Children with progeria usually develop the first symptoms during their first few months of life. The earliest symptoms may include a failure to thrive and a localized scleroderma-like skin condition. As a child ages past infancy, additional conditions become apparent usually around 18–24 months. Limited growth, full-body alopecia (hair loss), and a distinctive appearance (a small face with a shallow recessed jaw, and a pinched nose) are all characteristics of progeria. Signs and symptoms of this progressive disease tend to become more marked as the child ages. Later, the condition causes wrinkled skin, atherosclerosis, kidney failure, loss of eyesight, and cardiovascular problems. Scleroderma, a hardening and tightening of the skin on trunk and extremities of the body, is prevalent. People diagnosed with this disorder usually have small, fragile bodies, like those of elderly people. The face is usually wrinkled, with a larger head in relation to the body, a narrow face and a beak nose. Prominent scalp veins are noticeable (made more obvious by alopecia), as well as prominent eyes. Musculoskeletal degeneration causes loss of body fat and muscle, stiff joints, hip dislocations, and other symptoms generally absent in the non-elderly population. Individuals usually retain typical mental and motor development.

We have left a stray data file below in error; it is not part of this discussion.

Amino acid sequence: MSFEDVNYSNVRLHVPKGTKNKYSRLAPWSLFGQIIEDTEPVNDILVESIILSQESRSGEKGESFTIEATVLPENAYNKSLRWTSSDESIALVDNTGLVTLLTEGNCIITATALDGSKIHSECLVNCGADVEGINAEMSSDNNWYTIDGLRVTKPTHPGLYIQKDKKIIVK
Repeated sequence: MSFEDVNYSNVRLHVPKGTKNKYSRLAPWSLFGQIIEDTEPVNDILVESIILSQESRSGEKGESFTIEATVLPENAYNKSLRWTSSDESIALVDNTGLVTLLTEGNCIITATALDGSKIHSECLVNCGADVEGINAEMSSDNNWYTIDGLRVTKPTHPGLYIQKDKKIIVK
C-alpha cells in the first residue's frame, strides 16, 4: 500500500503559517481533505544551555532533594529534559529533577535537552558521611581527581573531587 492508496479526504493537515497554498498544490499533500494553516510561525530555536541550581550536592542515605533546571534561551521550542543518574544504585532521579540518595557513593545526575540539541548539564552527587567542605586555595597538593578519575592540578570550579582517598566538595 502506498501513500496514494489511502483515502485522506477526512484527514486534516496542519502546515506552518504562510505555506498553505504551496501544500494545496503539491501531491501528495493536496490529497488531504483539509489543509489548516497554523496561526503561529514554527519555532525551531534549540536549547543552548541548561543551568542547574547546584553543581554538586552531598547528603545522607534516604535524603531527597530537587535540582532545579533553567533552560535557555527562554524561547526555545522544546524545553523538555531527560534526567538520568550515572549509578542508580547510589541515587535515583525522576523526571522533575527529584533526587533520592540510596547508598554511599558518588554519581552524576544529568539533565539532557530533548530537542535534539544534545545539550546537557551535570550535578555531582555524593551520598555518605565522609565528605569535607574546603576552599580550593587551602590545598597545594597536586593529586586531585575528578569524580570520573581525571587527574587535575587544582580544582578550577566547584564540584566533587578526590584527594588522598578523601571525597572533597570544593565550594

|Steps in normal cell||Steps in cell with progeria|
|The gene LMNA encodes a protein called prelamin A.|
|Prelamin A has a farnesyl group attached to its end.|
|Farnesyl group is removed from prelamin A.||Farnesyl group remains attached to prelamin A.|
|Normal form is called lamin A.||Abnormal form of prelamin A is called progerin.|
|Lamin A is not anchored to the nuclear rim.||Progerin is anchored to the nuclear rim.|
|Normal state of the nucleus.||Abnormally shaped nucleus.|